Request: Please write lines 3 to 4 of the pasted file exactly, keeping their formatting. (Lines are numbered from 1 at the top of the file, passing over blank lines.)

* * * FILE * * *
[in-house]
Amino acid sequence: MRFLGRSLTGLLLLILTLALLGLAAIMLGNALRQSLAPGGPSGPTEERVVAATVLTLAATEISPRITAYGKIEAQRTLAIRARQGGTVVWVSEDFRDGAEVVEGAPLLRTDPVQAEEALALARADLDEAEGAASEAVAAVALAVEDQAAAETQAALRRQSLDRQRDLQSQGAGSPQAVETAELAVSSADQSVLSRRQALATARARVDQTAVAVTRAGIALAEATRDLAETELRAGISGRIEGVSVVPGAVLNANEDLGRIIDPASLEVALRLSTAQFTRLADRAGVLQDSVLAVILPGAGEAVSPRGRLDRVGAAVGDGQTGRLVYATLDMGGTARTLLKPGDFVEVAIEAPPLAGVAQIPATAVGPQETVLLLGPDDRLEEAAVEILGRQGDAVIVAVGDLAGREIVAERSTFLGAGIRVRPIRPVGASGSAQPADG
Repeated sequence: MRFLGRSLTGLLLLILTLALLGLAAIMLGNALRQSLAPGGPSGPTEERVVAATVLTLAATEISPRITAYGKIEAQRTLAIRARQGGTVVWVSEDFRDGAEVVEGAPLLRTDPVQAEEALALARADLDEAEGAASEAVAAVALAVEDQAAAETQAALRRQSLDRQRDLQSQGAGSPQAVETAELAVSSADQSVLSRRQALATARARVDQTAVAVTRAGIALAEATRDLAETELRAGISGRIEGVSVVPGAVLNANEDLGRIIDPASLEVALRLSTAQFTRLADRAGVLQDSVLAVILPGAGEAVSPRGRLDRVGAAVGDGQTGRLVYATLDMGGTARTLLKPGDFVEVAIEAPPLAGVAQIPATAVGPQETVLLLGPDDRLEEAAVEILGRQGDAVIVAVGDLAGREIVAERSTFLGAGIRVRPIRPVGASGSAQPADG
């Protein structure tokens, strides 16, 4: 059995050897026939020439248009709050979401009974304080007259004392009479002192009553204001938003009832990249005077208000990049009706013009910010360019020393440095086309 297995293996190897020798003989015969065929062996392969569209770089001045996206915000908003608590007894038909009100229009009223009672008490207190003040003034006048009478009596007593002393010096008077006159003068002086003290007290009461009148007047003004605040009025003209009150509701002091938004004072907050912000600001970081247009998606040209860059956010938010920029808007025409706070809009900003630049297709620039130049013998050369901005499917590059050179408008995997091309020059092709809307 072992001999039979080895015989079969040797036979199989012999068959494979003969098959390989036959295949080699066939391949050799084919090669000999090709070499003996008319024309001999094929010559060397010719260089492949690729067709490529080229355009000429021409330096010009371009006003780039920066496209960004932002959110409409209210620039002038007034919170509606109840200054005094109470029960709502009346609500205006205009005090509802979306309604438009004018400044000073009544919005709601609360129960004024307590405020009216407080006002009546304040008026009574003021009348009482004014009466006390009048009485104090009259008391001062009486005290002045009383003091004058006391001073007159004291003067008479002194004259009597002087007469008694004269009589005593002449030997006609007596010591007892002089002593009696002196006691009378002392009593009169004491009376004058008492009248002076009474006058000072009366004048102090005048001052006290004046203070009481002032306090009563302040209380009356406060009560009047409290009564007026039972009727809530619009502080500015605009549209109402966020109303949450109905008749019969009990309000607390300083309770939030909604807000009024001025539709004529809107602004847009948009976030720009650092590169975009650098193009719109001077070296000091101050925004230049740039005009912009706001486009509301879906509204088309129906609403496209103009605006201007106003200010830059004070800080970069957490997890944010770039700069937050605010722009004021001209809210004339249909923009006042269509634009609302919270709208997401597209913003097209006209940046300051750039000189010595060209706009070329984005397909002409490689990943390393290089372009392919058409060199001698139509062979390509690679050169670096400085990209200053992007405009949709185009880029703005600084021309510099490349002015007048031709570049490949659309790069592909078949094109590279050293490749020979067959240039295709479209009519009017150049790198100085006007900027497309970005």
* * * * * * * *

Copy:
Repeated sequence: MRFLGRSLTGLLLLILTLALLGLAAIMLGNALRQSLAPGGPSGPTEERVVAATVLTLAATEISPRITAYGKIEAQRTLAIRARQGGTVVWVSEDFRDGAEVVEGAPLLRTDPVQAEEALALARADLDEAEGAASEAVAAVALAVEDQAAAETQAALRRQSLDRQRDLQSQGAGSPQAVETAELAVSSADQSVLSRRQALATARARVDQTAVAVTRAGIALAEATRDLAETELRAGISGRIEGVSVVPGAVLNANEDLGRIIDPASLEVALRLSTAQFTRLADRAGVLQDSVLAVILPGAGEAVSPRGRLDRVGAAVGDGQTGRLVYATLDMGGTARTLLKPGDFVEVAIEAPPLAGVAQIPATAVGPQETVLLLGPDDRLEEAAVEILGRQGDAVIVAVGDLAGREIVAERSTFLGAGIRVRPIRPVGASGSAQPADG
């Protein structure tokens, strides 16, 4: 059995050897026939020439248009709050979401009974304080007259004392009479002192009553204001938003009832990249005077208000990049009706013009910010360019020393440095086309 297995293996190897020798003989015969065929062996392969569209770089001045996206915000908003608590007894038909009100229009009223009672008490207190003040003034006048009478009596007593002393010096008077006159003068002086003290007290009461009148007047003004605040009025003209009150509701002091938004004072907050912000600001970081247009998606040209860059956010938010920029808007025409706070809009900003630049297709620039130049013998050369901005499917590059050179408008995997091309020059092709809307 072992001999039979080895015989079969040797036979199989012999068959494979003969098959390989036959295949080699066939391949050799084919090669000999090709070499003996008319024309001999094929010559060397010719260089492949690729067709490529080229355009000429021409330096010009371009006003780039920066496209960004932002959110409409209210620039002038007034919170509606109840200054005094109470029960709502009346609500205006205009005090509802979306309604438009004018400044000073009544919005709601609360129960004024307590405020009216407080006002009546304040008026009574003021009348009482004014009466006390009048009485104090009259008391001062009486005290002045009383003091004058006391001073007159004291003067008479002194004259009597002087007469008694004269009589005593002449030997006609007596010591007892002089002593009696002196006691009378002392009593009169004491009376004058008492009248002076009474006058000072009366004048102090005048001052006290004046203070009481002032306090009563302040209380009356406060009560009047409290009564007026039972009727809530619009502080500015605009549209109402966020109303949450109905008749019969009990309000607390300083309770939030909604807000009024001025539709004529809107602004847009948009976030720009650092590169975009650098193009719109001077070296000091101050925004230049740039005009912009706001486009509301879906509204088309129906609403496209103009605006201007106003200010830059004070800080970069957490997890944010770039700069937050605010722009004021001209809210004339249909923009006042269509634009609302919270709208997401597209913003097209006209940046300051750039000189010595060209706009070329984005397909002409490689990943390393290089372009392919058409060199001698139509062979390509690679050169670096400085990209200053992007405009949709185009880029703005600084021309510099490349002015007048031709570049490949659309790069592909078949094109590279050293490749020979067959240039295709479209009519009017150049790198100085006007900027497309970005």